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Imagined Religious Institutions: Pre-modern Hanbali Ulama in the Juristic Sphere from (850-1350)


Alaoudh, Abdullah (2018). Imagined Religious Institutions: Pre-modern Hanbali Ulama in the Juristic Sphere from (850-1350). Electronic Journal of Islamic and Middle Eastern Law (EJIMEL), 6:1-29.

Abstract

This article discusses the features of “religious institutions” in the pre-modern Hanbali context. As we will see, the religious institutions were somewhat like the “imagined communities” that Benedict Anderson describes in his seminal work. Most religious movements and productions are not directly traceable to formally organized institutions and even when such institutions happened to exist, their function was usually unrelated to the religious work, or to religious intellectual activities as a whole, or in any case less relevant than the broader sphere of jurists. This sphere is discussed in the context of the clergy in the Sunni and Hanbali experience, where hierarchy and institutionalization were rarely operative. The article ends with the debate of whether ulama, namely the Hanbalis, represented a “corporate group.” Different studies adopt different approaches to determine whether ulama and jurists have established the type of solidarity that would qualify them as a corporate group. I argue that, although many jurists were members of such corporate groups, not all of them were. The general juristic sphere encompassed many who were members neither of a corporate group or even of a madhhab. This feature of free-floating jurisitc sphere allowed jurists to protect their domain from both internal and external controls.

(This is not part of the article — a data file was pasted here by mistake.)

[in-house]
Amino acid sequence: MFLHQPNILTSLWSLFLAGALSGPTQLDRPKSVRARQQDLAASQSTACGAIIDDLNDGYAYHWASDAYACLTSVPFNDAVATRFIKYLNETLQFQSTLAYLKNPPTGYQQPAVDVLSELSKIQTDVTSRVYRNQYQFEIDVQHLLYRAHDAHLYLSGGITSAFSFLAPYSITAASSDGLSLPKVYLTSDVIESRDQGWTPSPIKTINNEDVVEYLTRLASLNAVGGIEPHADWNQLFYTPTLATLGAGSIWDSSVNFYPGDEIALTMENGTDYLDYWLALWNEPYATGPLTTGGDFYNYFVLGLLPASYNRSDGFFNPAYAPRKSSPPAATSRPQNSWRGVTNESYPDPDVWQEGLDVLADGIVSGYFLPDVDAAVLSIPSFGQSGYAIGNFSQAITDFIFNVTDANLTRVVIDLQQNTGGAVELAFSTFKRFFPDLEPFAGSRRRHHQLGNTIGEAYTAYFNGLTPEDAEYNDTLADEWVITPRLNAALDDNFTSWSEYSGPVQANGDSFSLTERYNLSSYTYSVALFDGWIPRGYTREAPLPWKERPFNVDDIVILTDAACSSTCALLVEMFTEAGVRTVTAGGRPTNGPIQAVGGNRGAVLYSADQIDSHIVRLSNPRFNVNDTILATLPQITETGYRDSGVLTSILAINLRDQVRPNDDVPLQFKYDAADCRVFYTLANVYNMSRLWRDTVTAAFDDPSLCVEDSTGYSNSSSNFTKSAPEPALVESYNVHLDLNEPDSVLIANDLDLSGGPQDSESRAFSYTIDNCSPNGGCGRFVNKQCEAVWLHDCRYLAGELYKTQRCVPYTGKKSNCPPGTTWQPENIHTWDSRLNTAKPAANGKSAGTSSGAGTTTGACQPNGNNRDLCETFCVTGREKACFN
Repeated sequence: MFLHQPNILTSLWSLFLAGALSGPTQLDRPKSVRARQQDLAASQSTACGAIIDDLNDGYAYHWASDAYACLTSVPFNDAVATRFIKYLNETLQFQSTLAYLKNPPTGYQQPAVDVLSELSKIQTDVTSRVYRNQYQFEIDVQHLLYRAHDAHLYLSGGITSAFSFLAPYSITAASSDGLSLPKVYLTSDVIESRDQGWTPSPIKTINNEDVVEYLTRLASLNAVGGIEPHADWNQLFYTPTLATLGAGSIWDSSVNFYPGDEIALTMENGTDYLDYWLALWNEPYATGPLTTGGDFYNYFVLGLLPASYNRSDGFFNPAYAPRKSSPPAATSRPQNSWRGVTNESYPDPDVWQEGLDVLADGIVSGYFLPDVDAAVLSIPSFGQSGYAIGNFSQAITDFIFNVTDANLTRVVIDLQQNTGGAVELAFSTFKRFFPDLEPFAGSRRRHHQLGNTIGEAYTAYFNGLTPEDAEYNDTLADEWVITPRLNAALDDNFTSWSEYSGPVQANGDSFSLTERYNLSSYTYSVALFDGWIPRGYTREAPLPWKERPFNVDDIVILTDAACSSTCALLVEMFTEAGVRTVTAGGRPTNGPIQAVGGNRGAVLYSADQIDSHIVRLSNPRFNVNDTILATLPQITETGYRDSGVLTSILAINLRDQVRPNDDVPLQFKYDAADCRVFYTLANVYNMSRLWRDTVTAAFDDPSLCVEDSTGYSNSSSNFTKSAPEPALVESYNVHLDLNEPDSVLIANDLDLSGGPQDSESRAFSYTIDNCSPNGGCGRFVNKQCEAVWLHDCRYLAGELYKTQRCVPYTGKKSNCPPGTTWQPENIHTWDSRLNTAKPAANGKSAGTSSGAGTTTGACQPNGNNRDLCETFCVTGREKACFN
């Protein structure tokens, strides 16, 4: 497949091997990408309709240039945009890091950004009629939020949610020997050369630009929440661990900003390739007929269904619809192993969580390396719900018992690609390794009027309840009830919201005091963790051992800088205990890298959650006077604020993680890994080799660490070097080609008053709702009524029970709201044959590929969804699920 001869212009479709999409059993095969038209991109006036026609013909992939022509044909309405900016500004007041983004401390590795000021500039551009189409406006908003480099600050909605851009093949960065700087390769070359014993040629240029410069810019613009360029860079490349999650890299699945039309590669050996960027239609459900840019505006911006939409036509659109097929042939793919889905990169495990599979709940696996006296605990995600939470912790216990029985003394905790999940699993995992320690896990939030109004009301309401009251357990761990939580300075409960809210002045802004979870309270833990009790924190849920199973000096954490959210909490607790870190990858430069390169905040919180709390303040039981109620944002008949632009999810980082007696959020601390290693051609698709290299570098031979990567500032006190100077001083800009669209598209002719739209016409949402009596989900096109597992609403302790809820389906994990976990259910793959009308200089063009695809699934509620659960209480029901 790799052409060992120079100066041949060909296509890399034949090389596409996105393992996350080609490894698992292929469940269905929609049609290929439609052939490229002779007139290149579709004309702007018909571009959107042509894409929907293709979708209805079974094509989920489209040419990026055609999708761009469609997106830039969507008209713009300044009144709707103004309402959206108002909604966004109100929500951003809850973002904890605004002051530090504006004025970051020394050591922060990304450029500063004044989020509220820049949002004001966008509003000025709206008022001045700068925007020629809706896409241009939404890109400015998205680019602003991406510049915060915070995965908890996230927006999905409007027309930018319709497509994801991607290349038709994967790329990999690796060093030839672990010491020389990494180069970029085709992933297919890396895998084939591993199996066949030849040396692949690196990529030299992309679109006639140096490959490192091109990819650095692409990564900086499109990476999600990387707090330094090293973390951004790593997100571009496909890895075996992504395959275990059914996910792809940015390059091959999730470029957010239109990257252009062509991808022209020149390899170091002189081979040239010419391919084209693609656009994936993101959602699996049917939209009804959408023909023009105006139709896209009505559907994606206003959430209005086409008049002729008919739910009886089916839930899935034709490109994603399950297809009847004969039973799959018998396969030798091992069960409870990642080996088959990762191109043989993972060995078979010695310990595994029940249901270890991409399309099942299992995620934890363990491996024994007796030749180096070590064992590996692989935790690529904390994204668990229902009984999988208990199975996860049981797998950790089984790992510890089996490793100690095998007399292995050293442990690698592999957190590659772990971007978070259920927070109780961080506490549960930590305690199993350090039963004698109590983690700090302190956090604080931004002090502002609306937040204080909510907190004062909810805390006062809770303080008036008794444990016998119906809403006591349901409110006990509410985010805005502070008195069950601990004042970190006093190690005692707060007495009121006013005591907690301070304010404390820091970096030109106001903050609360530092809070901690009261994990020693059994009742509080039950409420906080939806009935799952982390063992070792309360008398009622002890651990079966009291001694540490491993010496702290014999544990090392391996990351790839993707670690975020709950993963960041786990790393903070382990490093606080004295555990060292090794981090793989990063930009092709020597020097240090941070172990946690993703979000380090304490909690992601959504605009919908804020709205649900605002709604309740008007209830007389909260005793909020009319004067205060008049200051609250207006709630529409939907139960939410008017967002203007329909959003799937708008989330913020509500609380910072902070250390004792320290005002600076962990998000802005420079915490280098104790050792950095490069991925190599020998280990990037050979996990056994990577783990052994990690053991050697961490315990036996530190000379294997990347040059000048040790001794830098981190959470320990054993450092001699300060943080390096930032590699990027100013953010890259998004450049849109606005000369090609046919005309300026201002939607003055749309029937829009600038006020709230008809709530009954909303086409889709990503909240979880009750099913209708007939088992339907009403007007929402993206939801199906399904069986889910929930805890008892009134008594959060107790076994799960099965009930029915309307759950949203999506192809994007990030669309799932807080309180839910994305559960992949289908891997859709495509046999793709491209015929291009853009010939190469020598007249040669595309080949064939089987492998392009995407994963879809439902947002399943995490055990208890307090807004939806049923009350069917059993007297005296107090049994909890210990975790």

Abstract

This article discusses the features of “religious institutions” in the pre-modern Hanbali context. As we will see, the religious institutions were somewhat like the “imagined communities” that Benedict Anderson describes in his seminal work. Most religious movements and productions are not directly traceable to formally organized institutions and even when such institutions happened to exist, their function was usually unrelated to the religious work, or to religious intellectual activities as a whole, or in any case less relevant than the broader sphere of jurists. This sphere is discussed in the context of the clergy in the Sunni and Hanbali experience, where hierarchy and institutionalization were rarely operative. The article ends with the debate of whether ulama, namely the Hanbalis, represented a “corporate group.” Different studies adopt different approaches to determine whether ulama and jurists have established the type of solidarity that would qualify them as a corporate group. I argue that, although many jurists were members of such corporate groups, not all of them were. The general juristic sphere encompassed many who were members neither of a corporate group or even of a madhhab. This feature of free-floating jurisitc sphere allowed jurists to protect their domain from both internal and external controls.

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Additional indexing

Item Type:Journal Article, refereed, original work
Communities & Collections:Journals > Electronic Journal of Islamic and Middle Eastern Law (EJIMEL) > Archive > 6/2018 > Articles
Dewey Decimal Classification:Unspecified
Language:English
Date:2018
Deposited On:06 Jun 2018 13:00
Last Modified:05 Nov 2018 18:09
Publisher:Center for Islamic and Middle Eastern Legal Studies (CIMELS), University of Zurich
ISSN:1664-5707
OA Status:Gold
Free access at:Official URL. An embargo period may apply.
Official URL:http://www.ejimel.uzh.ch

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